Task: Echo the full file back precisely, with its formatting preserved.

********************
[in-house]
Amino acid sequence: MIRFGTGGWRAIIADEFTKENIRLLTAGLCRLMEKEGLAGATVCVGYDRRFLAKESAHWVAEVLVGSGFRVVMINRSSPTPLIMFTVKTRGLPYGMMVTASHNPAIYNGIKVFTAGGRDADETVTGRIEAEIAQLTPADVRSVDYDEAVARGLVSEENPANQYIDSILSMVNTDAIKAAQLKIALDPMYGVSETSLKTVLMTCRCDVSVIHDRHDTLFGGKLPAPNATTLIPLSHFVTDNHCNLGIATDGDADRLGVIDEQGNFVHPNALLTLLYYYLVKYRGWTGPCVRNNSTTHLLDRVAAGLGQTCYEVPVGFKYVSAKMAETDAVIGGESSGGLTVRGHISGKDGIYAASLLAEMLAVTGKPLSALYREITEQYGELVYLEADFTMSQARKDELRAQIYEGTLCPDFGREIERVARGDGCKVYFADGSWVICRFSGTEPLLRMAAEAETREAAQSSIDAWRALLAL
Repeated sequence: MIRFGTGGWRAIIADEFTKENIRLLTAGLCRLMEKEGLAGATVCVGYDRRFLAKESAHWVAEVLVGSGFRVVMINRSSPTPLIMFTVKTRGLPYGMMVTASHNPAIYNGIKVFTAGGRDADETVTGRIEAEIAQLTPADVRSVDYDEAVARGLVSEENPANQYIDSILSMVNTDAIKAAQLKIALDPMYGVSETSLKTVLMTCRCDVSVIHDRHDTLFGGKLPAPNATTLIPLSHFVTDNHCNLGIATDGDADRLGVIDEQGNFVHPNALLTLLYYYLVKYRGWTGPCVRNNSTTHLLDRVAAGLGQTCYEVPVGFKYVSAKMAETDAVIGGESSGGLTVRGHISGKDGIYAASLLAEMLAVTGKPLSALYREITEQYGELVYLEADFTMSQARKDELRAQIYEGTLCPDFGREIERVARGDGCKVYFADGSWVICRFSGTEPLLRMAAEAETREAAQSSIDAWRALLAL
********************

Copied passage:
[in-house]
Amino acid sequence: MIRFGTGGWRAIIADEFTKENIRLLTAGLCRLMEKEGLAGATVCVGYDRRFLAKESAHWVAEVLVGSGFRVVMINRSSPTPLIMFTVKTRGLPYGMMVTASHNPAIYNGIKVFTAGGRDADETVTGRIEAEIAQLTPADVRSVDYDEAVARGLVSEENPANQYIDSILSMVNTDAIKAAQLKIALDPMYGVSETSLKTVLMTCRCDVSVIHDRHDTLFGGKLPAPNATTLIPLSHFVTDNHCNLGIATDGDADRLGVIDEQGNFVHPNALLTLLYYYLVKYRGWTGPCVRNNSTTHLLDRVAAGLGQTCYEVPVGFKYVSAKMAETDAVIGGESSGGLTVRGHISGKDGIYAASLLAEMLAVTGKPLSALYREITEQYGELVYLEADFTMSQARKDELRAQIYEGTLCPDFGREIERVARGDGCKVYFADGSWVICRFSGTEPLLRMAAEAETREAAQSSIDAWRALLAL
Repeated sequence: MIRFGTGGWRAIIADEFTKENIRLLTAGLCRLMEKEGLAGATVCVGYDRRFLAKESAHWVAEVLVGSGFRVVMINRSSPTPLIMFTVKTRGLPYGMMVTASHNPAIYNGIKVFTAGGRDADETVTGRIEAEIAQLTPADVRSVDYDEAVARGLVSEENPANQYIDSILSMVNTDAIKAAQLKIALDPMYGVSETSLKTVLMTCRCDVSVIHDRHDTLFGGKLPAPNATTLIPLSHFVTDNHCNLGIATDGDADRLGVIDEQGNFVHPNALLTLLYYYLVKYRGWTGPCVRNNSTTHLLDRVAAGLGQTCYEVPVGFKYVSAKMAETDAVIGGESSGGLTVRGHISGKDGIYAASLLAEMLAVTGKPLSALYREITEQYGELVYLEADFTMSQARKDELRAQIYEGTLCPDFGREIERVARGDGCKVYFADGSWVICRFSGTEPLLRMAAEAETREAAQSSIDAWRALLAL